The Kings crowded in closer to watch the fight. I craned my neck up, trying to see past their shoulders. If Tariq was about to get his ass beat, I was sure as shit gonna be watching. But my view was blocked, partly by the guys and mostly by the car that stopped in the middle of the street.

White dude jumped out. Hauled ass up onto the curb.

Someone—Sammy, I think—shouted, “He has a gun!”

I leaped up, startling Jennica. The Kings backed out, in a loose circle around Tariq and the big man. The big man threw his hands up.

Tariq turned around, facing the new guy. His voice, typically loud. Annoying. “Mind your own business, cracker.” All his shit falls out of his hands. One arm stretched out in front.

Then the shots. One, two.

I thought, Damn. That motherfucker’s about to get made. T’s talking shit one minute, the next he smokes a whitey right in front of Brick? That’d earn him a straight shot to the number two spot. No question.

But it was Tariq who fell. Slow motion. The Kings peeled off and scattered. White dude scrambled to his car. The gun in his hand was silver. Nine millimeter. His arm, straight down. Finger still on the trigger. Wild eyes.

I threw myself down on top of Jennica. We landed awkwardly against the stairs. Her fingers fluttered against my shirt, around my ribs. “Oh, God,” she murmured. “Oh, my God.”

I stayed like that—I didn’t know what else that crazy white bastard might do—until the car rumbled off down the street with a squeal of tires.

“Was that for real?” Sammy screamed.

“We gotta get the fuck outta here,” ordered Brick. “Now.”

Jennica pushed me off and ran across the street. “Tariq,” she cried. She planted her hands on his chest and started CPR. Jake came running out of his liquor store, phone up against his ear, shouting, too. Halfway down the block, another white guy stood frozen, watching.

Jake’s voice and Jennica’s crying—those were the only sounds on the block. The other Kings had disappeared. Everyone else had gone inside. The rumble of the car faded, became part of the distant background hum.

I followed Jennica across the street. Couldn’t see no choice about it—that’s my girl. Stood on the curb, looked down at T’s flat, leaking body.

He was asking for it, I told myself.

If that guy didn’t pop him, someone else was gonna, that’s for damn sure. Kid couldn’t keep his mouth shut for a hot second, ’less he was stuffing a snack in his face.

Brick must have been tripping; no way was T ever gonna be good enough to replace me. I looked upon his slack cheeks, open eyes, and all I felt was relieved. Good riddance, Tariq Johnson.

I was there. I saw the whole thing. Fucker had it coming.

BRICK

You can’t fault a brother for getting heated. Tariq be talking shit to me, like usual, coming down the street. That little punk. I taught him everything he knows, then he up and flaked out on me, talking about college and turning his back on his homies.

I shepherded that son. From the time he was little, I saw he had this energy, this flow. He coulda run this street with me, if he put his mind to it. But no....

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Descrizione libro Henry Holt Company, United States, 2014. Hardback. Condizione libro: New. Language: English . Brand New Book. A 2015 Coretta Scott King Author Honor Book When sixteen-year-old Tariq Johnson dies from two gunshot wounds, his community is thrown into an uproar. Tariq was black. The shooter, Jack Franklin, is white. In the aftermath of Tariq s death, everyone has something to say, but no two accounts of the events line up. Day by day, new twists further obscure the truth. Tariq s friends, family, and community struggle to make sense of the tragedy, and to cope with the hole left behind when a life is cut short. In their own words, they grapple for a way to say with certainty: This is how it went down. This title has Common Core connections. Codice libro della libreria AAS9780805098693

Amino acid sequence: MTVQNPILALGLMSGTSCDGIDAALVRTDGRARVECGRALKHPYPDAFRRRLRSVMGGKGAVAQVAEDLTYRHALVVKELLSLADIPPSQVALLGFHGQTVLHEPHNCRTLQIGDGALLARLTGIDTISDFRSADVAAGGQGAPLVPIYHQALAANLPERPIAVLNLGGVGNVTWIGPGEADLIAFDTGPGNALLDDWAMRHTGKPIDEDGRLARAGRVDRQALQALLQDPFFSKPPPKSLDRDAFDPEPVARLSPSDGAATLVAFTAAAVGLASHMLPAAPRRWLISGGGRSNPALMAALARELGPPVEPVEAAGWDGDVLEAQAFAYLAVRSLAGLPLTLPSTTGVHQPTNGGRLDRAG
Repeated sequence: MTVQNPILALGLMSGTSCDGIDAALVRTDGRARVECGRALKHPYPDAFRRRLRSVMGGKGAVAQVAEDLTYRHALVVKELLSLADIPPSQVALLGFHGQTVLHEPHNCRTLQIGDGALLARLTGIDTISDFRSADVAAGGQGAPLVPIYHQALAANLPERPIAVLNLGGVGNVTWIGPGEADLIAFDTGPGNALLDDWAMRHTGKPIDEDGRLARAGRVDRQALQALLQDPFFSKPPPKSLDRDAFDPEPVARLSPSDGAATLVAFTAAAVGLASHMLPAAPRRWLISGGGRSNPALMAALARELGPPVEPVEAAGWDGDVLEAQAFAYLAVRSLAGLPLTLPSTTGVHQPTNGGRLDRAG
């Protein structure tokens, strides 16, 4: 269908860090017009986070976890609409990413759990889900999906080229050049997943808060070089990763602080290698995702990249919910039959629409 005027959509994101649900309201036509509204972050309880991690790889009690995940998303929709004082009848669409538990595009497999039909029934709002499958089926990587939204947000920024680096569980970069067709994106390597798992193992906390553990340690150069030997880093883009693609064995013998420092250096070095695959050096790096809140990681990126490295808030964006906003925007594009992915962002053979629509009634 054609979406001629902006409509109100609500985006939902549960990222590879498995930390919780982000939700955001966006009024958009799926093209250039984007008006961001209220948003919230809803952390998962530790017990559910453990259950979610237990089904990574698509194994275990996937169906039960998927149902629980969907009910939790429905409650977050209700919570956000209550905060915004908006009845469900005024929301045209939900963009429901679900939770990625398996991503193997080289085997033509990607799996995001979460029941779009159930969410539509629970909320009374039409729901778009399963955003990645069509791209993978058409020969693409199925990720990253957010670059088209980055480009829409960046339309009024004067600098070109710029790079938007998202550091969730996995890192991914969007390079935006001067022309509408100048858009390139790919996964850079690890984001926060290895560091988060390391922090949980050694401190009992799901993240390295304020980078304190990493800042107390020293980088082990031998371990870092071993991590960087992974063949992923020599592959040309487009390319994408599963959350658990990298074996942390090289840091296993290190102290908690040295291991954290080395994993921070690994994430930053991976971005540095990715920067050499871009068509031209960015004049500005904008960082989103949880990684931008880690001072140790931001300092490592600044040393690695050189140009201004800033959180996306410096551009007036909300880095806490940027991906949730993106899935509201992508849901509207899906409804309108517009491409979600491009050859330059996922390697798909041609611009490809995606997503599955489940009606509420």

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Descrizione libro Henry Holt Company, United States, 2014. Hardback. Condizione libro: New. Language: English . Brand New Book. A 2015 Coretta Scott King Author Honor Book When sixteen-year-old Tariq Johnson dies from two gunshot wounds, his community is thrown into an uproar. Tariq was black. The shooter, Jack Franklin, is white. In the aftermath of Tariq s death, everyone has something to say, but no two accounts of the events line up. Day by day, new twists further obscure the truth. Tariq s friends, family, and community struggle to make sense of the tragedy, and to cope with the hole left behind when a life is cut short. In their own words, they grapple for a way to say with certainty: This is how it went down. This title has Common Core connections. Codice libro della libreria AAS9780805098693

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Descrizione libro Hardcover. Condizione libro: New. A 2015 Coretta Scott King Author Honor BookWhen sixteen-year-old Tariq Johnson dies from two gunshot wounds, his community is thrown into an uproar. Tariq was black. The shooter, Jack Franklin, is white.In the aftermath of Tariq's death, everyone has something to say, but no two accounts of the events line up. Day by day, new twists further obscure the truth.Tariq's friends, family, and community struggle to make sense of the tragedy, and to cope with the hole left behind when a life is cut short. In their own words, they grapple for a way to say with certainty: This is how it went down. Codice libro della libreria 3224391

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Descrizione libro Henry Holt Company, United States, 2014. Hardback. Condizione libro: New. Language: English . This book usually ship within 10-15 business days and we will endeavor to dispatch orders quicker than this where possible. Brand New Book. A 2015 Coretta Scott King Author Honor Book When sixteen-year-old Tariq Johnson dies from two gunshot wounds, his community is thrown into an uproar. Tariq was black. The shooter, Jack Franklin, is white. In the aftermath of Tariq s death, everyone has something to say, but no two accounts of the events line up. Day by day, new twists further obscure the truth. Tariq s friends, family, and community struggle to make sense of the tragedy, and to cope with the hole left behind when a life is cut short. In their own words, they grapple for a way to say with certainty: This is how it went down. This title has Common Core connections. Codice libro della libreria BZE9780805098693